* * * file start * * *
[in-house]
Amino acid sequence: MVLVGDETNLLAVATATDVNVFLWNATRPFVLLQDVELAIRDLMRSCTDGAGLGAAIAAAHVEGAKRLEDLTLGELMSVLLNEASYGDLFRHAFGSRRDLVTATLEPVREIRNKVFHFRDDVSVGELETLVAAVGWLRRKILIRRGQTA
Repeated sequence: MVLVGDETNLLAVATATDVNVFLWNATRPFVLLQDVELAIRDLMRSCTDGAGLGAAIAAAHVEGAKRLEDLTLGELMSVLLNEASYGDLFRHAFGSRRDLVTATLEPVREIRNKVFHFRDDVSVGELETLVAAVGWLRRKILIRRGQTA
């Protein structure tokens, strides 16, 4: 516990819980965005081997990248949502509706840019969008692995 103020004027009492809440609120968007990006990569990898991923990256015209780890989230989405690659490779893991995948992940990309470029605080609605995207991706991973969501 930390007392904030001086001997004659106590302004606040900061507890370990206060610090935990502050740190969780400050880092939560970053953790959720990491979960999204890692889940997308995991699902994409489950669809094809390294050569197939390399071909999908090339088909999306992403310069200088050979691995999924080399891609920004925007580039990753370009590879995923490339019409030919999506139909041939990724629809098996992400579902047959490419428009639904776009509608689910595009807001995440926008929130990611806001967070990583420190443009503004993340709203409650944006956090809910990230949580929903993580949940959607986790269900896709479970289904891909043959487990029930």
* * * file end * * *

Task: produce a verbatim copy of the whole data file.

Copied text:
[in-house]
Amino acid sequence: MVLVGDETNLLAVATATDVNVFLWNATRPFVLLQDVELAIRDLMRSCTDGAGLGAAIAAAHVEGAKRLEDLTLGELMSVLLNEASYGDLFRHAFGSRRDLVTATLEPVREIRNKVFHFRDDVSVGELETLVAAVGWLRRKILIRRGQTA
Repeated sequence: MVLVGDETNLLAVATATDVNVFLWNATRPFVLLQDVELAIRDLMRSCTDGAGLGAAIAAAHVEGAKRLEDLTLGELMSVLLNEASYGDLFRHAFGSRRDLVTATLEPVREIRNKVFHFRDDVSVGELETLVAAVGWLRRKILIRRGQTA
């Protein structure tokens, strides 16, 4: 516990819980965005081997990248949502509706840019969008692995 103020004027009492809440609120968007990006990569990898991923990256015209780890989230989405690659490779893991995948992940990309470029605080609605995207991706991973969501 930390007392904030001086001997004659106590302004606040900061507890370990206060610090935990502050740190969780400050880092939560970053953790959720990491979960999204890692889940997308995991699902994409489950669809094809390294050569197939390399071909999908090339088909999306992403310069200088050979691995999924080399891609920004925007580039990753370009590879995923490339019409030919999506139909041939990724629809098996992400579902047959490419428009639904776009509608689910595009807001995440926008929130990611806001967070990583420190443009503004993340709203409650944006956090809910990230949580929903993580949940959607986790269900896709479970289904891909043959487990029930």